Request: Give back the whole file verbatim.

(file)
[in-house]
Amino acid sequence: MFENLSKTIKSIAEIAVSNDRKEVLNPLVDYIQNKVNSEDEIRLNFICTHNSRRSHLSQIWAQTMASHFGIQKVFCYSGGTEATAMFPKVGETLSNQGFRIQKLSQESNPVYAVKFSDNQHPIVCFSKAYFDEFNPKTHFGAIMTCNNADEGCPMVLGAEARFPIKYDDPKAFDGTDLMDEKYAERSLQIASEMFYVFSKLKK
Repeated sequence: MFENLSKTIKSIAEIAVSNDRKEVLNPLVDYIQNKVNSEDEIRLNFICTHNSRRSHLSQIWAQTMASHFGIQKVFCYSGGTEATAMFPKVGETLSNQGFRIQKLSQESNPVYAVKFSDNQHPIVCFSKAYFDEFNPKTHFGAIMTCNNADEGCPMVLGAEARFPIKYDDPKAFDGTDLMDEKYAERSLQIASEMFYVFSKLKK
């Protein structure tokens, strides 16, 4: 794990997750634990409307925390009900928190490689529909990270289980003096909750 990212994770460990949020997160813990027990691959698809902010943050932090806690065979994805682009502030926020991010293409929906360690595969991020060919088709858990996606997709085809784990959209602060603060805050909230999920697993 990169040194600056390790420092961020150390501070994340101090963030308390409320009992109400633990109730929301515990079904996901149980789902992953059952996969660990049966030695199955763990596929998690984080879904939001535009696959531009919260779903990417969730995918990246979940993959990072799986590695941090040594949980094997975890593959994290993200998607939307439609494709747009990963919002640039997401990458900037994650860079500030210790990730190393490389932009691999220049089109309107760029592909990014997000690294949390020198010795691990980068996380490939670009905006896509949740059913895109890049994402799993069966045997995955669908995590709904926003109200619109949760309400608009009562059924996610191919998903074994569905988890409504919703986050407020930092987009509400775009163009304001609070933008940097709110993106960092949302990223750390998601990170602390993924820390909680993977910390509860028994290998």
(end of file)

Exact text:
[in-house]
Amino acid sequence: MFENLSKTIKSIAEIAVSNDRKEVLNPLVDYIQNKVNSEDEIRLNFICTHNSRRSHLSQIWAQTMASHFGIQKVFCYSGGTEATAMFPKVGETLSNQGFRIQKLSQESNPVYAVKFSDNQHPIVCFSKAYFDEFNPKTHFGAIMTCNNADEGCPMVLGAEARFPIKYDDPKAFDGTDLMDEKYAERSLQIASEMFYVFSKLKK
Repeated sequence: MFENLSKTIKSIAEIAVSNDRKEVLNPLVDYIQNKVNSEDEIRLNFICTHNSRRSHLSQIWAQTMASHFGIQKVFCYSGGTEATAMFPKVGETLSNQGFRIQKLSQESNPVYAVKFSDNQHPIVCFSKAYFDEFNPKTHFGAIMTCNNADEGCPMVLGAEARFPIKYDDPKAFDGTDLMDEKYAERSLQIASEMFYVFSKLKK
């Protein structure tokens, strides 16, 4: 794990997750634990409307925390009900928190490689529909990270289980003096909750 990212994770460990949020997160813990027990691959698809902010943050932090806690065979994805682009502030926020991010293409929906360690595969991020060919088709858990996606997709085809784990959209602060603060805050909230999920697993 990169040194600056390790420092961020150390501070994340101090963030308390409320009992109400633990109730929301515990079904996901149980789902992953059952996969660990049966030695199955763990596929998690984080879904939001535009696959531009919260779903990417969730995918990246979940993959990072799986590695941090040594949980094997975890593959994290993200998607939307439609494709747009990963919002640039997401990458900037994650860079500030210790990730190393490389932009691999220049089109309107760029592909990014997000690294949390020198010795691990980068996380490939670009905006896509949740059913895109890049994402799993069966045997995955669908995590709904926003109200619109949760309400608009009562059924996610191919998903074994569905988890409504919703986050407020930092987009509400775009163009304001609070933008940097709110993106960092949302990223750390998601990170602390993924820390909680993977910390509860028994290998």